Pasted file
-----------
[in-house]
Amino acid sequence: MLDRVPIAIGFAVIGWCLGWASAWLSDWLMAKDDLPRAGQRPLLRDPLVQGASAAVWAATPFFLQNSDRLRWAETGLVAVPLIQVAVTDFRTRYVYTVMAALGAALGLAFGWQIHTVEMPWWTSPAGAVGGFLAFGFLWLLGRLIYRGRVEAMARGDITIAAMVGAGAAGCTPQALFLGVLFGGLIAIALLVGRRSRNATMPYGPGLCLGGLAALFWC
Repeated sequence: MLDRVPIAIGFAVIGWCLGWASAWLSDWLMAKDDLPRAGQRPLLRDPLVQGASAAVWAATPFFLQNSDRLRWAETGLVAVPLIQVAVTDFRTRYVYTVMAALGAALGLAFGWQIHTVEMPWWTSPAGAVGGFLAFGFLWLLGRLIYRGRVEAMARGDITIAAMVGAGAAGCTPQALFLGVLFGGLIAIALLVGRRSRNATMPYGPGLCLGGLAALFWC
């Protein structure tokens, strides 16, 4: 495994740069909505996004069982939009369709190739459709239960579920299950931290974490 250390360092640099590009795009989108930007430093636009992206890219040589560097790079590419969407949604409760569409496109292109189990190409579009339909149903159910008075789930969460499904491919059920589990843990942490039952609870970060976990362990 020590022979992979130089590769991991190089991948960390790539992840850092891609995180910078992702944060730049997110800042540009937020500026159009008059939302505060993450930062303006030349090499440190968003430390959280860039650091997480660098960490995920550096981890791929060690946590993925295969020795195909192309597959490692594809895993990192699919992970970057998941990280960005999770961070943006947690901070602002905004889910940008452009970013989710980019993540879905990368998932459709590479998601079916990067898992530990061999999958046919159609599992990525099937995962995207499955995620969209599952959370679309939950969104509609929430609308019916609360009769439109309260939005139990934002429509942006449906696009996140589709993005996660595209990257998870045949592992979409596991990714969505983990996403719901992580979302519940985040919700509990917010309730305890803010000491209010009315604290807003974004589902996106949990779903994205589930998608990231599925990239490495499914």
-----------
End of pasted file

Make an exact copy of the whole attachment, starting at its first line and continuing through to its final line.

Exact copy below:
[in-house]
Amino acid sequence: MLDRVPIAIGFAVIGWCLGWASAWLSDWLMAKDDLPRAGQRPLLRDPLVQGASAAVWAATPFFLQNSDRLRWAETGLVAVPLIQVAVTDFRTRYVYTVMAALGAALGLAFGWQIHTVEMPWWTSPAGAVGGFLAFGFLWLLGRLIYRGRVEAMARGDITIAAMVGAGAAGCTPQALFLGVLFGGLIAIALLVGRRSRNATMPYGPGLCLGGLAALFWC
Repeated sequence: MLDRVPIAIGFAVIGWCLGWASAWLSDWLMAKDDLPRAGQRPLLRDPLVQGASAAVWAATPFFLQNSDRLRWAETGLVAVPLIQVAVTDFRTRYVYTVMAALGAALGLAFGWQIHTVEMPWWTSPAGAVGGFLAFGFLWLLGRLIYRGRVEAMARGDITIAAMVGAGAAGCTPQALFLGVLFGGLIAIALLVGRRSRNATMPYGPGLCLGGLAALFWC
């Protein structure tokens, strides 16, 4: 495994740069909505996004069982939009369709190739459709239960579920299950931290974490 250390360092640099590009795009989108930007430093636009992206890219040589560097790079590419969407949604409760569409496109292109189990190409579009339909149903159910008075789930969460499904491919059920589990843990942490039952609870970060976990362990 020590022979992979130089590769991991190089991948960390790539992840850092891609995180910078992702944060730049997110800042540009937020500026159009008059939302505060993450930062303006030349090499440190968003430390959280860039650091997480660098960490995920550096981890791929060690946590993925295969020795195909192309597959490692594809895993990192699919992970970057998941990280960005999770961070943006947690901070602002905004889910940008452009970013989710980019993540879905990368998932459709590479998601079916990067898992530990061999999958046919159609599992990525099937995962995207499955995620969209599952959370679309939950969104509609929430609308019916609360009769439109309260939005139990934002429509942006449906696009996140589709993005996660595209990257998870045949592992979409596991990714969505983990996403719901992580979302519940985040919700509990917010309730305890803010000491209010009315604290807003974004589902996106949990779903994205589930998608990231599925990239490495499914």